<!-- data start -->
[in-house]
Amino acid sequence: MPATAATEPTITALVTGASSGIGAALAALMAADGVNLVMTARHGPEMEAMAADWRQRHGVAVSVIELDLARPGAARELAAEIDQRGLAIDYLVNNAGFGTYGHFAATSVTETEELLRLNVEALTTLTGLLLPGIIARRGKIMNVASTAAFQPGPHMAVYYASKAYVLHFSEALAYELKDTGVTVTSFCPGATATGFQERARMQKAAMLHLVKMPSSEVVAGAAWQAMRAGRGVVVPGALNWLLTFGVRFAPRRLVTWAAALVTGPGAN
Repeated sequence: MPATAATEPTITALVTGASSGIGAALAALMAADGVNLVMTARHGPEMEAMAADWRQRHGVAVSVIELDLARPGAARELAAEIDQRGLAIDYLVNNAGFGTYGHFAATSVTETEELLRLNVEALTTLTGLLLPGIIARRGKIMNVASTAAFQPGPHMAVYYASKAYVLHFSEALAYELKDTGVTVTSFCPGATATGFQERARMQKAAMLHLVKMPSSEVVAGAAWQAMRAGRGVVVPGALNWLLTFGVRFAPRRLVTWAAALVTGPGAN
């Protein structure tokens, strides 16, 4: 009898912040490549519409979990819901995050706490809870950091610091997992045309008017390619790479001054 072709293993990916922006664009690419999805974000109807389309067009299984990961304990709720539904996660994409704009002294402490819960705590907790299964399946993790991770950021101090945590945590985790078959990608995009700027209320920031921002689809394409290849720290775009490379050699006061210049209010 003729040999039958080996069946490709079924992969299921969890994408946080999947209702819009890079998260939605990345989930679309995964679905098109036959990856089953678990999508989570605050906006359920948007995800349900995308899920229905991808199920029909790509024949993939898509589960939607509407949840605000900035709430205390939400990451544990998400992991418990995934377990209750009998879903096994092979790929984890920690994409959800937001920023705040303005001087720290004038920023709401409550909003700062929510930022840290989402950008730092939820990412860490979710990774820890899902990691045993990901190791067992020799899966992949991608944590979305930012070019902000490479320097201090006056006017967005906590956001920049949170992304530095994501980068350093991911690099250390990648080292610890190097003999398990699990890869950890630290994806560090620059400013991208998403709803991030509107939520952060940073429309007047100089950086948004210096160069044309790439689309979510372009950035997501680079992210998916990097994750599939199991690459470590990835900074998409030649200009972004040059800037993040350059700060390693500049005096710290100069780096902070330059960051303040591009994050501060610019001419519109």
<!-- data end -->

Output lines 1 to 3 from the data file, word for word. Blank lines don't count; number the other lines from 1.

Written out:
[in-house]
Amino acid sequence: MPATAATEPTITALVTGASSGIGAALAALMAADGVNLVMTARHGPEMEAMAADWRQRHGVAVSVIELDLARPGAARELAAEIDQRGLAIDYLVNNAGFGTYGHFAATSVTETEELLRLNVEALTTLTGLLLPGIIARRGKIMNVASTAAFQPGPHMAVYYASKAYVLHFSEALAYELKDTGVTVTSFCPGATATGFQERARMQKAAMLHLVKMPSSEVVAGAAWQAMRAGRGVVVPGALNWLLTFGVRFAPRRLVTWAAALVTGPGAN
Repeated sequence: MPATAATEPTITALVTGASSGIGAALAALMAADGVNLVMTARHGPEMEAMAADWRQRHGVAVSVIELDLARPGAARELAAEIDQRGLAIDYLVNNAGFGTYGHFAATSVTETEELLRLNVEALTTLTGLLLPGIIARRGKIMNVASTAAFQPGPHMAVYYASKAYVLHFSEALAYELKDTGVTVTSFCPGATATGFQERARMQKAAMLHLVKMPSSEVVAGAAWQAMRAGRGVVVPGALNWLLTFGVRFAPRRLVTWAAALVTGPGAN